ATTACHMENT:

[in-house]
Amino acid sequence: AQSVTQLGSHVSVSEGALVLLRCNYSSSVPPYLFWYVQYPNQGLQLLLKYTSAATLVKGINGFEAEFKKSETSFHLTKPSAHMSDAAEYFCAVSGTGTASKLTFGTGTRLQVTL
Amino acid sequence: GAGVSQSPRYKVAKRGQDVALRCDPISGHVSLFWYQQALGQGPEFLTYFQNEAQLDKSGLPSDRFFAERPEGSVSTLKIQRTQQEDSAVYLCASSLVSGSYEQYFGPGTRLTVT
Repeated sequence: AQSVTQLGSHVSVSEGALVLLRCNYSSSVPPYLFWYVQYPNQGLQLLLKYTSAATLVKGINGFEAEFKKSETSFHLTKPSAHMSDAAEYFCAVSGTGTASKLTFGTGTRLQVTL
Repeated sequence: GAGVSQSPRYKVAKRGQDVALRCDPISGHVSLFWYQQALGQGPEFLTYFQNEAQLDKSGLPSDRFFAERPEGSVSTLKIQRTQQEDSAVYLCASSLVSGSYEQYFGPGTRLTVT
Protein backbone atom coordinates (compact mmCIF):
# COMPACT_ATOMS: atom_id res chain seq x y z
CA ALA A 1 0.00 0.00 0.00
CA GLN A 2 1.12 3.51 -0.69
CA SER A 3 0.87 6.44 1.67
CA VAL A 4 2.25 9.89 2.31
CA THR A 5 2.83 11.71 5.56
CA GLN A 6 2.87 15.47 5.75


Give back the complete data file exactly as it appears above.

[in-house]
Amino acid sequence: AQSVTQLGSHVSVSEGALVLLRCNYSSSVPPYLFWYVQYPNQGLQLLLKYTSAATLVKGINGFEAEFKKSETSFHLTKPSAHMSDAAEYFCAVSGTGTASKLTFGTGTRLQVTL
Amino acid sequence: GAGVSQSPRYKVAKRGQDVALRCDPISGHVSLFWYQQALGQGPEFLTYFQNEAQLDKSGLPSDRFFAERPEGSVSTLKIQRTQQEDSAVYLCASSLVSGSYEQYFGPGTRLTVT
Repeated sequence: AQSVTQLGSHVSVSEGALVLLRCNYSSSVPPYLFWYVQYPNQGLQLLLKYTSAATLVKGINGFEAEFKKSETSFHLTKPSAHMSDAAEYFCAVSGTGTASKLTFGTGTRLQVTL
Repeated sequence: GAGVSQSPRYKVAKRGQDVALRCDPISGHVSLFWYQQALGQGPEFLTYFQNEAQLDKSGLPSDRFFAERPEGSVSTLKIQRTQQEDSAVYLCASSLVSGSYEQYFGPGTRLTVT
Protein backbone atom coordinates (compact mmCIF):
# COMPACT_ATOMS: atom_id res chain seq x y z
CA ALA A 1 0.00 0.00 0.00
CA GLN A 2 1.12 3.51 -0.69
CA SER A 3 0.87 6.44 1.67
CA VAL A 4 2.25 9.89 2.31
CA THR A 5 2.83 11.71 5.56
CA GLN A 6 2.87 15.47 5.75